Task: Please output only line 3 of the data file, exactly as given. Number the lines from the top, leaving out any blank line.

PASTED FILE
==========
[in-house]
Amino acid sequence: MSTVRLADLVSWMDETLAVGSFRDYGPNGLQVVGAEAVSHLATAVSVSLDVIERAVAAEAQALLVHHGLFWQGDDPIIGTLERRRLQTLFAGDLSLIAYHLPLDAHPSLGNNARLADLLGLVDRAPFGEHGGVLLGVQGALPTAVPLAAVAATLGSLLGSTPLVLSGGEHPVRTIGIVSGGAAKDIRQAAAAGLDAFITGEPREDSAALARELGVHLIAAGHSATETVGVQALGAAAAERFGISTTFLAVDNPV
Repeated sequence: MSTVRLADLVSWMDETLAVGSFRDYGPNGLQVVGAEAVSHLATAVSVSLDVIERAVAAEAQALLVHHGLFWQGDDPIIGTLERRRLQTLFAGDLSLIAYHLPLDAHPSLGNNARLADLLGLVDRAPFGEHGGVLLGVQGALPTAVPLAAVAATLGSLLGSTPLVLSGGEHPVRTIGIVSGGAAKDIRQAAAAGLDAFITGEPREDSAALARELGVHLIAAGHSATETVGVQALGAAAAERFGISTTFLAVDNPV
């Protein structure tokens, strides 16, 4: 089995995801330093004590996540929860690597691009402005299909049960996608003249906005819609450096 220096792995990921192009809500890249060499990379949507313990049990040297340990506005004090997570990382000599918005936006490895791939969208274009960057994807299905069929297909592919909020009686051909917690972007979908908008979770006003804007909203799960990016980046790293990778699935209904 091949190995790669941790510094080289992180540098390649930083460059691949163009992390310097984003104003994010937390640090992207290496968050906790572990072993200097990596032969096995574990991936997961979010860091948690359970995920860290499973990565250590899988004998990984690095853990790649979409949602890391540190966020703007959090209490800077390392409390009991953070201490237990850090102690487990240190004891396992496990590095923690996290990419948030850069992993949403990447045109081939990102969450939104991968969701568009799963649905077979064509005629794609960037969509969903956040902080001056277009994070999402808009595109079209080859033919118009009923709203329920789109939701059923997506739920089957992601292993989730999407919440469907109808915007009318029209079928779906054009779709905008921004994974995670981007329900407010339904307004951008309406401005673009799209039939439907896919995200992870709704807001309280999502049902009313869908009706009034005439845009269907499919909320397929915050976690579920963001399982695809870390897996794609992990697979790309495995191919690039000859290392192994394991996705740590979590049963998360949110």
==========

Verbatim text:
Repeated sequence: MSTVRLADLVSWMDETLAVGSFRDYGPNGLQVVGAEAVSHLATAVSVSLDVIERAVAAEAQALLVHHGLFWQGDDPIIGTLERRRLQTLFAGDLSLIAYHLPLDAHPSLGNNARLADLLGLVDRAPFGEHGGVLLGVQGALPTAVPLAAVAATLGSLLGSTPLVLSGGEHPVRTIGIVSGGAAKDIRQAAAAGLDAFITGEPREDSAALARELGVHLIAAGHSATETVGVQALGAAAAERFGISTTFLAVDNPV